#geopolitical fridays: “Europe’s New Medieval Map”, by Robert D. Kaplan

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After our weekly shore of #exploring, #seeing, #learning and #acting
along the theme of power, time to unwind with miscellaneous
geopolitical thoughts – it must be Friday.

Not surprisingly given that I live here
and am quite fond of, I often grapple with Europe. Today, I am
looking at an insightful article by
Robert D. Kaplan published January 15, 2016 in the Wall Street
Journal
in which he predicts that Europe will fracture under
pressure from within (failure of internal and EU politics) and from
without (the outside world – Eurasia and North Africa – breaking
in, de facto ending Europe’s insularity). Under such stress, the EU
will split along ancient fault lines that
hawk back to times long forgotten: into a core around a Holy Roman
Empire of sorts and into a wider periphery. At
the heart of this conundrum lies the fate of two institutions, the EU
and NATO, and US involvement in Europe.

Kaplan foresees a reversal of alliances
in the process of fracturing: The European core will seek closer
relations with Russia to counter-balance turbulence in the Middle
East, while the periphery will try to huddle into the protective fold
of the United States having lost confidence in the promise of NATO’s
collective defense.

“The decades when we thought of
Europe as stable, predictable and dull are over. The continent’s
map is becoming medieval again, if not yet in its boundaries then at
least in its political attitudes and allegiances. The question today
is whether the EU can still hope to permanently replace the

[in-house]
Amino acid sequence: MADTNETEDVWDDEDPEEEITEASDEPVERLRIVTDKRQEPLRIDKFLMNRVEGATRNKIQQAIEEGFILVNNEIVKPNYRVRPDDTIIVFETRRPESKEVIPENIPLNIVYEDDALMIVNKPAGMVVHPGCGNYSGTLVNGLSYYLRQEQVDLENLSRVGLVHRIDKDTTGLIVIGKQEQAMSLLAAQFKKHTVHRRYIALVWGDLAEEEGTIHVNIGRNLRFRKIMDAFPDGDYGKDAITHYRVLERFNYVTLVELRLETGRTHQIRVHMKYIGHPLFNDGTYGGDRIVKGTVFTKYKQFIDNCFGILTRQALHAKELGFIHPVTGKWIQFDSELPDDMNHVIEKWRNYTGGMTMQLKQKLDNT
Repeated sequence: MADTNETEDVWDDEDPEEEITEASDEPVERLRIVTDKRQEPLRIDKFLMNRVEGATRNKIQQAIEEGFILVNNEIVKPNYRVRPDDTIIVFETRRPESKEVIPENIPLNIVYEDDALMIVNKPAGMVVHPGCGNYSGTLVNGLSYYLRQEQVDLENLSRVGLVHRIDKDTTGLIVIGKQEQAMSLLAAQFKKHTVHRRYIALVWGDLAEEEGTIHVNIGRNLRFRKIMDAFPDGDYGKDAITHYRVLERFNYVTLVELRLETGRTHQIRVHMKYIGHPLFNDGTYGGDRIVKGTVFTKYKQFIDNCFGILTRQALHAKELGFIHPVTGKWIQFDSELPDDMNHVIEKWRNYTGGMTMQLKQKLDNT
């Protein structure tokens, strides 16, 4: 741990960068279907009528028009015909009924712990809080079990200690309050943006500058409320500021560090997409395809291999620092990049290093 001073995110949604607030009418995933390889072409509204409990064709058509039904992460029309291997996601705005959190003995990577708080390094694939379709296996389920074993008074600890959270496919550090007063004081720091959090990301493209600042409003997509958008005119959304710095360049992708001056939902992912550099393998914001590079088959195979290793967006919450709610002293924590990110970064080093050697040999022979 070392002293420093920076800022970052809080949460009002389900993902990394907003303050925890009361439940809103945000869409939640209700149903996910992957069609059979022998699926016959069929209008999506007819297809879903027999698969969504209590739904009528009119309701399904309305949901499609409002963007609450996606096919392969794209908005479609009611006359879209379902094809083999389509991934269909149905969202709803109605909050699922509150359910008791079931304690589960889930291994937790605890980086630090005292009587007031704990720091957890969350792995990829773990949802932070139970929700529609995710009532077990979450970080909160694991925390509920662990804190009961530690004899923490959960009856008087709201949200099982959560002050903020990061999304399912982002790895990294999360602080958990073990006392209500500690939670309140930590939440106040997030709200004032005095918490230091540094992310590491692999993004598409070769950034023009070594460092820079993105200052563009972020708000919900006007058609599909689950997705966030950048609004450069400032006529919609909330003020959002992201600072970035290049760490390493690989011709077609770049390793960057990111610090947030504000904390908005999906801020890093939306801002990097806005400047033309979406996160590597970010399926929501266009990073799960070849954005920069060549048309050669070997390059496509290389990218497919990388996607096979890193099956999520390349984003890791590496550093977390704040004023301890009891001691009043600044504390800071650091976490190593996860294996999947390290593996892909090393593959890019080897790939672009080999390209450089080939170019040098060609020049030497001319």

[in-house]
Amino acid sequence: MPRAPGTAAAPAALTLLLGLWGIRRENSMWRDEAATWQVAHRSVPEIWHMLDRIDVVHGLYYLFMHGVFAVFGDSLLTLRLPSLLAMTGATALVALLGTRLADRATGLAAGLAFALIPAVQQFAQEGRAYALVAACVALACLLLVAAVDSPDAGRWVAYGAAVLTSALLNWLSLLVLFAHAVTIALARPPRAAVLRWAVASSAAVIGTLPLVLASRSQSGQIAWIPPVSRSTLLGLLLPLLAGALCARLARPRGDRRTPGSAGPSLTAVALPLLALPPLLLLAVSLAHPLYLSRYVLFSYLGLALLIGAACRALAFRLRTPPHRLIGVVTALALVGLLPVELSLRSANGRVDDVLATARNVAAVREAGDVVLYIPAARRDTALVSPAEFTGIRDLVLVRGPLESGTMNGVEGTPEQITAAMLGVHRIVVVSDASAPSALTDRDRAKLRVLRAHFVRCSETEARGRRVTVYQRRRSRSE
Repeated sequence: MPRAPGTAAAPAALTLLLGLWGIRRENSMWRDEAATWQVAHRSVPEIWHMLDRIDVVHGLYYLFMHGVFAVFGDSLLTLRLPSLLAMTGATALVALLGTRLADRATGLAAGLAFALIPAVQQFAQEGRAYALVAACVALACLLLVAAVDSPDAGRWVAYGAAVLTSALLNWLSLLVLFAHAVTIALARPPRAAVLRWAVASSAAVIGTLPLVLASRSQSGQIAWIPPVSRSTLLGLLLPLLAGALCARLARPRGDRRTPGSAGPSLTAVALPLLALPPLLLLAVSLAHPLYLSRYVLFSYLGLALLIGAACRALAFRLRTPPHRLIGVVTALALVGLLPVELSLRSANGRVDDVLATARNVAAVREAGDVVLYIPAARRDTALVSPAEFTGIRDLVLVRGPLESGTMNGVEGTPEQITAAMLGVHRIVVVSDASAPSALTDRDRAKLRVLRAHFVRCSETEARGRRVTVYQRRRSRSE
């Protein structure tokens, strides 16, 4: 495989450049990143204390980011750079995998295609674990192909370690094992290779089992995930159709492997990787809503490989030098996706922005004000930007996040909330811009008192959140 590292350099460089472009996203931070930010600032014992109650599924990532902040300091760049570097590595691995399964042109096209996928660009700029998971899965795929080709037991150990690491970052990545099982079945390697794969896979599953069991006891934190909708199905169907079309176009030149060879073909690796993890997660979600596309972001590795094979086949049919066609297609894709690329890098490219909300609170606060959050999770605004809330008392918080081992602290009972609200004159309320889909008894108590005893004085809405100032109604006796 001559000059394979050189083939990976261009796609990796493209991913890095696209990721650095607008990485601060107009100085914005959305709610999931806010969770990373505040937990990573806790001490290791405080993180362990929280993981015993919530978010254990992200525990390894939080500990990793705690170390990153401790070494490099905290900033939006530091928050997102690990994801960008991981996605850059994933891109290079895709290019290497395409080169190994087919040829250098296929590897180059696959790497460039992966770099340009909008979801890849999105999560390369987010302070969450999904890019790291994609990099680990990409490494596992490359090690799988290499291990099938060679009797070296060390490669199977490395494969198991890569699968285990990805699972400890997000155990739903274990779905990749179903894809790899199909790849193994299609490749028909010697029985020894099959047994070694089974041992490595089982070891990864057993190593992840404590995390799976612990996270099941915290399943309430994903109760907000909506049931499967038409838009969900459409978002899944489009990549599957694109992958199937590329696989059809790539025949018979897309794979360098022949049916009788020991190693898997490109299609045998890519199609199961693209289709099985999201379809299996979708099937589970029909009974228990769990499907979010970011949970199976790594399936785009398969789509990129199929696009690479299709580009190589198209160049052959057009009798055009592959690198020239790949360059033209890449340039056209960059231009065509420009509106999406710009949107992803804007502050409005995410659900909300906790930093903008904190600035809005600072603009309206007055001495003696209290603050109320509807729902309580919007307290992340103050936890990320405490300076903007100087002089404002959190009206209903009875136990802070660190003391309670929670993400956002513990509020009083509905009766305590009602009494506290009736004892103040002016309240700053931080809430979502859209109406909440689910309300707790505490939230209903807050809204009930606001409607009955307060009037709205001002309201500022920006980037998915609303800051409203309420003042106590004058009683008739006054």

multicultural Habsburg Empire, which for centuries sprawled across
Central and Eastern Europe and sheltered its various minorities and
interests.

The answer will depend not only on
what Europe itself does but also on what the U.S. chooses to do.
Geography is a challenge, not a fate.”

Is Europe heading back to the Middle Ages? What is true is that
for the first time since the end of the Second Word War, geographic
proximity creates real, tangible effects for those European citizens
living sheltered lives at the heart of the continent. In addition,
the EU is perceived by more and more citizens as part of the problem,
and not as a solution to political challenges linked to economic
globalisation. In this context, it might be useful to read another
article, “Four
predictions on the Future of Europe”
by Jan Techau of Carnegie
Europe side by side with Kaplan’s. Techau heralds the appearance of a
more pragmatic EU in the future, held together by common interests.
For Techau, both the motor for change and the main question will be
how Europeans react to political globalisation: Rather than
proclaiming lofty ideals, Europe will have to defend its core values.

So it is safe to say that things will be far from boring. And, that quite likely, the US will continue to play the role of fairy
godmother/ nanny/ protector of the European Union, to the detriment of European maturity.

Johanna M

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